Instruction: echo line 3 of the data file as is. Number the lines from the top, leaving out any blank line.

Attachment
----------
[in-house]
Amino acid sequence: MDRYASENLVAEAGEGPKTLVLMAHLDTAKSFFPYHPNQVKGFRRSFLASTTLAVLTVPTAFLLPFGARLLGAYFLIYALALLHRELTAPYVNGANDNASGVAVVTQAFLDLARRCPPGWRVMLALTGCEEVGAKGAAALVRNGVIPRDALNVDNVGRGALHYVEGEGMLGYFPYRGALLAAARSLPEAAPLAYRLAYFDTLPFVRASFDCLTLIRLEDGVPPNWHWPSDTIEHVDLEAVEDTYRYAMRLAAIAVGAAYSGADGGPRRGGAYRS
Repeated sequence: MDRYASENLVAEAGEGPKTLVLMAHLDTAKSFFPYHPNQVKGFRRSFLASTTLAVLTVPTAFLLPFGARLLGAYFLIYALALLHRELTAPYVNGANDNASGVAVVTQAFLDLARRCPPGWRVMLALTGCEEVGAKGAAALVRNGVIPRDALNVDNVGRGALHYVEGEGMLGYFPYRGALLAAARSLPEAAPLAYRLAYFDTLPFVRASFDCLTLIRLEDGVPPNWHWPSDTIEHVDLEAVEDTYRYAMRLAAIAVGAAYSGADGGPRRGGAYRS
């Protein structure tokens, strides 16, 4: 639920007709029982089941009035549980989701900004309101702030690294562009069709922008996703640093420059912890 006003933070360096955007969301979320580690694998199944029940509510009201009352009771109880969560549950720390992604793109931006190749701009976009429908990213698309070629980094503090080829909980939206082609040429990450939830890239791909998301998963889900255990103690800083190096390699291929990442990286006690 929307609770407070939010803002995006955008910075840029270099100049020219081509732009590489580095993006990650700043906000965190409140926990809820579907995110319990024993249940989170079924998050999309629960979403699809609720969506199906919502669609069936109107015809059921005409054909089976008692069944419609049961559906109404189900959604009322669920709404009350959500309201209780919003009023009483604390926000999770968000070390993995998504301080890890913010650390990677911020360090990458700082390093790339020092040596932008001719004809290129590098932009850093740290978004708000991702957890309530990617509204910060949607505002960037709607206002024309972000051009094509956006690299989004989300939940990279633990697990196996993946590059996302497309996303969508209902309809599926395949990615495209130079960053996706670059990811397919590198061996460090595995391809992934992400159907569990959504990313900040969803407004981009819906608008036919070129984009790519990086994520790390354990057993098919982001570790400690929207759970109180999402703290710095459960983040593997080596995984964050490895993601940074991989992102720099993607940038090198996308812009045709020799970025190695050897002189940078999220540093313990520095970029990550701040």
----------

Repeated sequence: MDRYASENLVAEAGEGPKTLVLMAHLDTAKSFFPYHPNQVKGFRRSFLASTTLAVLTVPTAFLLPFGARLLGAYFLIYALALLHRELTAPYVNGANDNASGVAVVTQAFLDLARRCPPGWRVMLALTGCEEVGAKGAAALVRNGVIPRDALNVDNVGRGALHYVEGEGMLGYFPYRGALLAAARSLPEAAPLAYRLAYFDTLPFVRASFDCLTLIRLEDGVPPNWHWPSDTIEHVDLEAVEDTYRYAMRLAAIAVGAAYSGADGGPRRGGAYRS